Jharrel Jerome THRIVING and holding it down for the culture last night at the 71st Annual Emmy Awards.
Jharrel Jerome THRIVING and holding it down for the culture last night at the 71st Annual Emmy Awards. Courtesy of Getty/ Kevin Winter

So, as you know, the Emmys happened last night. The 71st annual edition of the television award ceremony featured no hosts, a fuck ton of weird commentary, and the casts of Veep and Game of Thrones awkwardly coming onto the stage like they were forced to by their parents. While some media outlets are declaring that Game of Thrones "won" the Emmys, they lost a majority of the writing and acting awards to shows like Ozark, Killing Eve, and Succession. And this writer thanks the universe for that.

Instead we saw EXCELLENCE, true TALENT, and compelling STORIES being awarded, shockingly! And while there are many things to be happy about (like Patricia Arquette paying tribute to her trans sister, Alexis, while accepting her award for her role in The Act and Michelle Williams calling for more opportunities to go to women of color during her acceptance speech for Fosse/Verdon), here are my three main highlights from last night:

Phoebe Waller-Bridge Being Awarded Everything


Even though everyone loved the second season of Fleabag—a show based on writer, director, actress Phoebe Waller-Bridge's one-woman play—there was an assumption that Veep and Julia Louis-Dreyfus would sweep the comedy category. To everyone's surprise, Waller-Bridge ended up being the one doing the sweeping and rightfully so. Waller-Bridge and Co. ended up taking home the Emmy for Outstanding Lead Actress in a Comedy Series, Outstanding Writing for a Comedy Series, and Outstanding Comedy Series.

She seemed just as flabbergasted as anyone, but I can't think of a more deserving winner. Fleabag was consistently perverse, dirty, sacrilegious, hilarious, sexy, heart-wrenching, and incredibly well-written. If you haven't seen it yet, PLEASE watch right now. She has stated that the second season will be Fleabag's last and it looks like she's holding firm on that. Why would you ever mess with perfection?

Jharrel Jerome Winning Best Actor, Limited Series or TV Movie for When They See Us

I literally, absolutely love to see it. As a Moonlight stan, this gratifies me to NO END. I will be frank and say that I haven't made time to watch When They See Us—an error I will correct very soon—but Issa Rae said it best: "I'm rooting for everybody black."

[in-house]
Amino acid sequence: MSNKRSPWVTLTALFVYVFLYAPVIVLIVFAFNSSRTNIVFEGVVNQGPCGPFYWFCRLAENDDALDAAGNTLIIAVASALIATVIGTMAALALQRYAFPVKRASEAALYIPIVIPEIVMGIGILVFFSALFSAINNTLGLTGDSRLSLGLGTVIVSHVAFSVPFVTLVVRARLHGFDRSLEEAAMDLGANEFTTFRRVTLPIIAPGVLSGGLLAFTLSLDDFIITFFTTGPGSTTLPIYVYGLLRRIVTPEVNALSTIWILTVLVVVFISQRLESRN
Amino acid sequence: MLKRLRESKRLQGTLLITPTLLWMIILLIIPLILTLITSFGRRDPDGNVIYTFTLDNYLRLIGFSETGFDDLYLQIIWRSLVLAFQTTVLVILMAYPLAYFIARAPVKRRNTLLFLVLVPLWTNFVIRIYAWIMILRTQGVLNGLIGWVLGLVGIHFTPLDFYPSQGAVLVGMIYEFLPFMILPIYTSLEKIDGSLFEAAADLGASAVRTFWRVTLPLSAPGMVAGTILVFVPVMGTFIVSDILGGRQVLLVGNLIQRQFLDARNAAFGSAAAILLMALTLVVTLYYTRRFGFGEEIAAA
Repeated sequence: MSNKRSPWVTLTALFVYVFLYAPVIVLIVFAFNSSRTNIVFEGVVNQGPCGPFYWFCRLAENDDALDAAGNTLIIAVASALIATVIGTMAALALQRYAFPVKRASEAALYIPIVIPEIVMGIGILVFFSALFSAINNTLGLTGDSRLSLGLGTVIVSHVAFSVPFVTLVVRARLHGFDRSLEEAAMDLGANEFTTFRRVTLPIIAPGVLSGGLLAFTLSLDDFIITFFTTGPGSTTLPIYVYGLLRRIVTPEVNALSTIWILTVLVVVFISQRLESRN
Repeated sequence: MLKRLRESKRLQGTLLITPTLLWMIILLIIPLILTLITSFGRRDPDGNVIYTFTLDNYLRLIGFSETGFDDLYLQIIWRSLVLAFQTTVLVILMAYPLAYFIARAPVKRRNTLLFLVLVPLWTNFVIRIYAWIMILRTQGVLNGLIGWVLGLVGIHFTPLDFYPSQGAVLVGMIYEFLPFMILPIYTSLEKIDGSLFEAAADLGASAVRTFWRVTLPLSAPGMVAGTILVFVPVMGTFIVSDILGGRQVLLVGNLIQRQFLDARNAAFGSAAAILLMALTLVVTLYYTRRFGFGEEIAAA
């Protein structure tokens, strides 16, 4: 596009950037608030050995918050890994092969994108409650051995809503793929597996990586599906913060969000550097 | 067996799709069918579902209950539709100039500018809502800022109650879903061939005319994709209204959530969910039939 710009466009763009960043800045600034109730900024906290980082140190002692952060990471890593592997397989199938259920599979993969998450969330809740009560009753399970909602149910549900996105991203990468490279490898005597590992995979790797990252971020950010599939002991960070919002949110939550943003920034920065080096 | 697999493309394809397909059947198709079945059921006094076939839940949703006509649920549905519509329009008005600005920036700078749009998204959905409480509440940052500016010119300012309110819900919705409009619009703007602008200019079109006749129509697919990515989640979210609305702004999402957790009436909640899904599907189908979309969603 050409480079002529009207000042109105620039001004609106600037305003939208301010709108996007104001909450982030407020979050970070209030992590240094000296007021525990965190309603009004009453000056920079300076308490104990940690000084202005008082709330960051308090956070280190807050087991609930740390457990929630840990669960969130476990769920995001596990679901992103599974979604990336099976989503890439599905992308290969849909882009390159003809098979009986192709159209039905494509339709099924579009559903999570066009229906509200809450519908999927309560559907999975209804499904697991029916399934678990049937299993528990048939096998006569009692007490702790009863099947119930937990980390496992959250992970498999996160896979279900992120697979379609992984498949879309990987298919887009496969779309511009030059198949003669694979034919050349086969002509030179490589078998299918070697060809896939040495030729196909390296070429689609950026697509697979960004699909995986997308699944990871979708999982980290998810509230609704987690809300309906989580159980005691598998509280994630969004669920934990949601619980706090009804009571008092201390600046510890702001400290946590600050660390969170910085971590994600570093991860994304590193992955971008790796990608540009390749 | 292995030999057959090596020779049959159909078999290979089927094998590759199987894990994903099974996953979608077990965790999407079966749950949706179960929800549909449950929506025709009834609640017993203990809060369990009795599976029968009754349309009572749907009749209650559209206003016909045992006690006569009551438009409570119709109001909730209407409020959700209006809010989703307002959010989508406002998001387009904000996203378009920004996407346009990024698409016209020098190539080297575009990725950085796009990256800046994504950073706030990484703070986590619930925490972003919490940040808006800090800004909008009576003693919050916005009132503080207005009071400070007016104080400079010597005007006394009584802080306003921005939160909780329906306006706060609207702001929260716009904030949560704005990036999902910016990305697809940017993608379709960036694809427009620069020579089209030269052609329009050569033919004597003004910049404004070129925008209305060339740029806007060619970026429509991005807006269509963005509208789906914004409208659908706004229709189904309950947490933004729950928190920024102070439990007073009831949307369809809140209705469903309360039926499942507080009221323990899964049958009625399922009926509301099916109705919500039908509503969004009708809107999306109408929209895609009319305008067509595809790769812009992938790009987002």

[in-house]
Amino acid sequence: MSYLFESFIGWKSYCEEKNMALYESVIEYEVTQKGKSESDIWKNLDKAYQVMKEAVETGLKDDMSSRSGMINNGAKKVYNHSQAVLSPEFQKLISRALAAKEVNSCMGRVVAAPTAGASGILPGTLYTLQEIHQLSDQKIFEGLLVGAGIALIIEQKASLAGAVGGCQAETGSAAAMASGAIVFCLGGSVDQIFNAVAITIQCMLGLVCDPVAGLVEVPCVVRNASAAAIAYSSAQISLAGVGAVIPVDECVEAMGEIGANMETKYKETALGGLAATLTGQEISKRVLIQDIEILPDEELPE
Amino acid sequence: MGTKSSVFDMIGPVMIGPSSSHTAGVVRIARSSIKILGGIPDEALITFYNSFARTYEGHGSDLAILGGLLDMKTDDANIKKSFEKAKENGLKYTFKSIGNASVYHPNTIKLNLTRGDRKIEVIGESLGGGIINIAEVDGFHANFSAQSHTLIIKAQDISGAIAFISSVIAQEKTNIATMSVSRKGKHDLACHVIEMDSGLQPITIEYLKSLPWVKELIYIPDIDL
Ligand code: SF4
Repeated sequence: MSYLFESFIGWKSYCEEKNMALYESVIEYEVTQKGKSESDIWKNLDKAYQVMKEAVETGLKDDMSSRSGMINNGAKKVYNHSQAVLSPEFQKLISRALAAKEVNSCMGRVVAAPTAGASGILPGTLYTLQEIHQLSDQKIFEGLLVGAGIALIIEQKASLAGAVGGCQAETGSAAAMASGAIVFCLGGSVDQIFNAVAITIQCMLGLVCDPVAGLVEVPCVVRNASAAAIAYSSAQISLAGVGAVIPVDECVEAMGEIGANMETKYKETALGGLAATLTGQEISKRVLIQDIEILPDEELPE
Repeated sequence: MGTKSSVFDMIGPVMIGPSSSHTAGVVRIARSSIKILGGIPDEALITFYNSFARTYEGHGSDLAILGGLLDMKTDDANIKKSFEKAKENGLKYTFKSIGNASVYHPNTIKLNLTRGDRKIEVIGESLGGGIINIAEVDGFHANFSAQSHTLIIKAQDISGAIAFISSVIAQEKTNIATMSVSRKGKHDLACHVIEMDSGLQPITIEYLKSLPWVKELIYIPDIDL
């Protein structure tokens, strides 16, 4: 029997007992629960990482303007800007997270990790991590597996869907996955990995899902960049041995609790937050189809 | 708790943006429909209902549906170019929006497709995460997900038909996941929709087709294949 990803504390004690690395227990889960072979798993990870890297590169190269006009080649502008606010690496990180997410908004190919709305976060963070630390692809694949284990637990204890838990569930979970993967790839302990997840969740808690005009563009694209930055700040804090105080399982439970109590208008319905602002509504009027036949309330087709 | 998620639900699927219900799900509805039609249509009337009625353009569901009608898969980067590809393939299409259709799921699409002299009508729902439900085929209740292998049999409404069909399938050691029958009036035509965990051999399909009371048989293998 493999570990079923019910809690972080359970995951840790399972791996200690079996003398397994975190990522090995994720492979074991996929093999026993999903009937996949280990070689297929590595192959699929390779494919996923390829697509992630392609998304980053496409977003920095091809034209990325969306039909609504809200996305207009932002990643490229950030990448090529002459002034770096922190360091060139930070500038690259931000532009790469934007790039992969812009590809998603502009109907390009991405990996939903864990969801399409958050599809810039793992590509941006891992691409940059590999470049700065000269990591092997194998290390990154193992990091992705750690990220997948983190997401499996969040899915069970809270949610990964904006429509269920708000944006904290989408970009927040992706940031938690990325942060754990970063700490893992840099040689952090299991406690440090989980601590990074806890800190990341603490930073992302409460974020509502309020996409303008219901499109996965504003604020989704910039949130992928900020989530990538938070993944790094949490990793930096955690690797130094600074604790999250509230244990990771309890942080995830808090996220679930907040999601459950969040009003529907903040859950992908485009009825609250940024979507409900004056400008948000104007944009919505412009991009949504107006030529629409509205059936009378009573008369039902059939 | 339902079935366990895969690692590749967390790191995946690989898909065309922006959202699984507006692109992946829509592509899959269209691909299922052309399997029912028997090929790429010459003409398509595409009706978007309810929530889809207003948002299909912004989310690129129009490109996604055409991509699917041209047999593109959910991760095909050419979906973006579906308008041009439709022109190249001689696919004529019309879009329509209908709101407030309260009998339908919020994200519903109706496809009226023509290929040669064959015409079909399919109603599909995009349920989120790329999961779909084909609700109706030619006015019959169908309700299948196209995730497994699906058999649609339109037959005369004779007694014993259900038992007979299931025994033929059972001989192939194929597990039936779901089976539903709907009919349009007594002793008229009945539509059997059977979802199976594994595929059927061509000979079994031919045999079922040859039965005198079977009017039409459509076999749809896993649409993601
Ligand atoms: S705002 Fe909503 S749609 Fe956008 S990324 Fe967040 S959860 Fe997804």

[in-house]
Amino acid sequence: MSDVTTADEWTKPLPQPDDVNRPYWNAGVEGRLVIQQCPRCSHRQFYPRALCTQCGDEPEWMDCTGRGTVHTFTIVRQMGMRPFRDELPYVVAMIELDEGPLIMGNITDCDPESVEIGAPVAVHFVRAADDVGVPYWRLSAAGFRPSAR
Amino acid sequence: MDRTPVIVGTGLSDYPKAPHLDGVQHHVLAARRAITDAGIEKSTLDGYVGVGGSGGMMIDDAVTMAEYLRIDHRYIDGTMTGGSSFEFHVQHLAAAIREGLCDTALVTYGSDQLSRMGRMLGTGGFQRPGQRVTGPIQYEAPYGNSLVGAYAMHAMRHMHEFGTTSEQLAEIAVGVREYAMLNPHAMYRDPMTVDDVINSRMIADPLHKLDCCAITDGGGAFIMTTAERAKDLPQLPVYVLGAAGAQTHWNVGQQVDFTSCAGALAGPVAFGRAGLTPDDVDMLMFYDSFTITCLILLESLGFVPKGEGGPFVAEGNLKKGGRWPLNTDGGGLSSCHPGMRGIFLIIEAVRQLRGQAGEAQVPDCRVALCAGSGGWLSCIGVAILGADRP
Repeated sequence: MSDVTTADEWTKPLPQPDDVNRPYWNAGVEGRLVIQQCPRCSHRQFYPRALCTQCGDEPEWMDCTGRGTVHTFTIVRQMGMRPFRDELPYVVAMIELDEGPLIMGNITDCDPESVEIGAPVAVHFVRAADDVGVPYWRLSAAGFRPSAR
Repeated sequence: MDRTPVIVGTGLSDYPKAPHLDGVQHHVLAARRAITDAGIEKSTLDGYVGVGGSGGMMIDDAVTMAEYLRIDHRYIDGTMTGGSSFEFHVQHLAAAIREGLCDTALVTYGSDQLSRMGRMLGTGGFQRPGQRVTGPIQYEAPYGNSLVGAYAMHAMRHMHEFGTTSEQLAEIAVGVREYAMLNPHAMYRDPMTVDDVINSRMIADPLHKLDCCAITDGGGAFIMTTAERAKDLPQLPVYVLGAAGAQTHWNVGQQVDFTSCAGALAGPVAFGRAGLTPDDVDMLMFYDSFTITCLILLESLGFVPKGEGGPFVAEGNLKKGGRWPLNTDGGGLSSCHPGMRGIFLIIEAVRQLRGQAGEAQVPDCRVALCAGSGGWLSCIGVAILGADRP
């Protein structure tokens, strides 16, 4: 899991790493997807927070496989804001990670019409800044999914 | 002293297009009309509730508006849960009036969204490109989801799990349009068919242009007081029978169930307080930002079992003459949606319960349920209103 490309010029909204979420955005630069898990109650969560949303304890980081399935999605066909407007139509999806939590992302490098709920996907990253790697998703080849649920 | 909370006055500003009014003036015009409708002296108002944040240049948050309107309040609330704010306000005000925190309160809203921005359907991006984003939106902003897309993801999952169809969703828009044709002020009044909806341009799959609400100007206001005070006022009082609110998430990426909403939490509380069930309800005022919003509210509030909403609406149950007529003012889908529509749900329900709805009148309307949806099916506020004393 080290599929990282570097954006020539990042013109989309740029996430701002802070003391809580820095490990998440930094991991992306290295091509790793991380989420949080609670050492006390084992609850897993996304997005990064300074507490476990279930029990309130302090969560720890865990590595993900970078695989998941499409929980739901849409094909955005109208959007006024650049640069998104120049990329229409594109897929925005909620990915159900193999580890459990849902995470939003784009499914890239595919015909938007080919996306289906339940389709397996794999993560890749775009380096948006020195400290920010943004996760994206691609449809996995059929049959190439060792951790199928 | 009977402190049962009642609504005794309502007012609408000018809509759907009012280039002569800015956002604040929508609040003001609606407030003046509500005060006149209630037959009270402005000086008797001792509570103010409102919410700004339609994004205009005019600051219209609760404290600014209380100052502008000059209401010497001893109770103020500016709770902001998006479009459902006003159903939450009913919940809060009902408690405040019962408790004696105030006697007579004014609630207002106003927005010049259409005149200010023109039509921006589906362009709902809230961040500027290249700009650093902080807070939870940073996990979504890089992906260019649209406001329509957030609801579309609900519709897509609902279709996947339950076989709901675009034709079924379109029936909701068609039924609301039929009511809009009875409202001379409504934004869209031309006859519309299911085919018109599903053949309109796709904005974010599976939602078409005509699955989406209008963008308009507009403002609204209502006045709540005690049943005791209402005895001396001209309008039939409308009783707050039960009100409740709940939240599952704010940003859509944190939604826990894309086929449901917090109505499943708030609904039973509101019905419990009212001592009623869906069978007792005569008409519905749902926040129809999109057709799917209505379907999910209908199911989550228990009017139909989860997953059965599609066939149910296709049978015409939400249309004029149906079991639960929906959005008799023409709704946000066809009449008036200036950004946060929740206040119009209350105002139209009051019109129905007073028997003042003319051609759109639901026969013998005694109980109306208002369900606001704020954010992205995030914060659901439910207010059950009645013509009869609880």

Jharrel Jerome won the award for his portrayal of Korey Wise in When They See Us, an Ava DuVernay-directed mini-series based on the trial of the Central Park Five, a group of five black teens who were falsely and unjustly accused and imprisoned for the rape and assault of a woman in New York City. The five innocent men—now known as the Exonerated Five—were present in the audience to see Jerome take home the award last night, which the actor dedicated to them.

At 21 years old, Jerome is the youngest person to ever receive an award in this category and is also the first Afro-Latino to win an Emmy for acting. As a side note, it's really great to see the supremely talented actors from the Moonlight diaspora thriving and I hope that all of them will go on to have the careers of waifish white actors like Timothée Chalamet or Ansel Elgort. Check out this clip of the When They See Us crew cutting up at the afterparty with Wise holding the golden statue above them all.

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Billy Porter Winning Outstanding Lead Actor in a Drama Series


I also screamed at my TV when Porter won this award. God his opening line—"God bless you all, the category is love, y'all, LOVE!" Bitch, I teared up! He is the first openly gay black actor to when this award for his portrayal of Pray Tell in the FX series Pose, a drama created by Ryan Murphy about the queer ball scene in New York City in the 1980s, loosely based off of Paris Is Burning. It's a show that features a cast of predominately queer and trans actors of color, which you can see losing their shit in the crowd when Kerry Washington called Porter's name. In his speech, he quotes black gay icon and luminary James Baldwin: "It took many years of vomiting up all the filth that I had been taught about myself and halfway believed until I could walk around this Earth like I had the right to be here!" You do, Billy you do!

Also please watch him talk about the double layers of discrimination of being a black and gay actor to a table of mostly straight men who have all played gay characters from earlier this year.

Check out the rest of the winners from last night here.